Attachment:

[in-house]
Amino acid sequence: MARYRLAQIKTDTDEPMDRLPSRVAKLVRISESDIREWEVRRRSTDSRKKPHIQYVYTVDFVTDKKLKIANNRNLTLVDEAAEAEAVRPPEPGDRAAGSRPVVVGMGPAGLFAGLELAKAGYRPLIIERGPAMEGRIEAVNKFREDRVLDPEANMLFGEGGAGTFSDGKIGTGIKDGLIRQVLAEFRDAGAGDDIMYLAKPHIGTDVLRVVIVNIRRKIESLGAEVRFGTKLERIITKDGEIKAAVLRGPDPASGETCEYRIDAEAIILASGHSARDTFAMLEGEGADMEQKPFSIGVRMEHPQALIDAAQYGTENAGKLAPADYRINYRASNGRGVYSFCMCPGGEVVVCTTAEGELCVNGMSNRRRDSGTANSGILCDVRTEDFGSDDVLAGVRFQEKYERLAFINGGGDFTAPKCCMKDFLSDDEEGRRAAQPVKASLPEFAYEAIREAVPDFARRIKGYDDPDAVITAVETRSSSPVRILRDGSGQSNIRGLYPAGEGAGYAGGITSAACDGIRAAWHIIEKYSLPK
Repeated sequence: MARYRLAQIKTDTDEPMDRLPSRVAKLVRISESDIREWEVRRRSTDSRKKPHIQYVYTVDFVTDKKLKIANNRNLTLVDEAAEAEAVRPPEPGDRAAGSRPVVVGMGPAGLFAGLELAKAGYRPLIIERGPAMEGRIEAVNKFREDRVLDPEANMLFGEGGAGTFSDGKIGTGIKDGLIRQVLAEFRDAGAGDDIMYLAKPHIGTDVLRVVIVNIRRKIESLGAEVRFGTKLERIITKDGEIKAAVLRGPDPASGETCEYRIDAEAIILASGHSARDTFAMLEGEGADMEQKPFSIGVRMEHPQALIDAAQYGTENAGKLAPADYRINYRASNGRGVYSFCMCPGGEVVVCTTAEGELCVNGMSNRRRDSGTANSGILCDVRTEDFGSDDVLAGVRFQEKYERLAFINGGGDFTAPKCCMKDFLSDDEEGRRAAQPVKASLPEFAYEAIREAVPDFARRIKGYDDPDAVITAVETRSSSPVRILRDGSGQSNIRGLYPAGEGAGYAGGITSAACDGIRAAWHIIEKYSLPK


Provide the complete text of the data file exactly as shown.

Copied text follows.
[in-house]
Amino acid sequence: MARYRLAQIKTDTDEPMDRLPSRVAKLVRISESDIREWEVRRRSTDSRKKPHIQYVYTVDFVTDKKLKIANNRNLTLVDEAAEAEAVRPPEPGDRAAGSRPVVVGMGPAGLFAGLELAKAGYRPLIIERGPAMEGRIEAVNKFREDRVLDPEANMLFGEGGAGTFSDGKIGTGIKDGLIRQVLAEFRDAGAGDDIMYLAKPHIGTDVLRVVIVNIRRKIESLGAEVRFGTKLERIITKDGEIKAAVLRGPDPASGETCEYRIDAEAIILASGHSARDTFAMLEGEGADMEQKPFSIGVRMEHPQALIDAAQYGTENAGKLAPADYRINYRASNGRGVYSFCMCPGGEVVVCTTAEGELCVNGMSNRRRDSGTANSGILCDVRTEDFGSDDVLAGVRFQEKYERLAFINGGGDFTAPKCCMKDFLSDDEEGRRAAQPVKASLPEFAYEAIREAVPDFARRIKGYDDPDAVITAVETRSSSPVRILRDGSGQSNIRGLYPAGEGAGYAGGITSAACDGIRAAWHIIEKYSLPK
Repeated sequence: MARYRLAQIKTDTDEPMDRLPSRVAKLVRISESDIREWEVRRRSTDSRKKPHIQYVYTVDFVTDKKLKIANNRNLTLVDEAAEAEAVRPPEPGDRAAGSRPVVVGMGPAGLFAGLELAKAGYRPLIIERGPAMEGRIEAVNKFREDRVLDPEANMLFGEGGAGTFSDGKIGTGIKDGLIRQVLAEFRDAGAGDDIMYLAKPHIGTDVLRVVIVNIRRKIESLGAEVRFGTKLERIITKDGEIKAAVLRGPDPASGETCEYRIDAEAIILASGHSARDTFAMLEGEGADMEQKPFSIGVRMEHPQALIDAAQYGTENAGKLAPADYRINYRASNGRGVYSFCMCPGGEVVVCTTAEGELCVNGMSNRRRDSGTANSGILCDVRTEDFGSDDVLAGVRFQEKYERLAFINGGGDFTAPKCCMKDFLSDDEEGRRAAQPVKASLPEFAYEAIREAVPDFARRIKGYDDPDAVITAVETRSSSPVRILRDGSGQSNIRGLYPAGEGAGYAGGITSAACDGIRAAWHIIEKYSLPK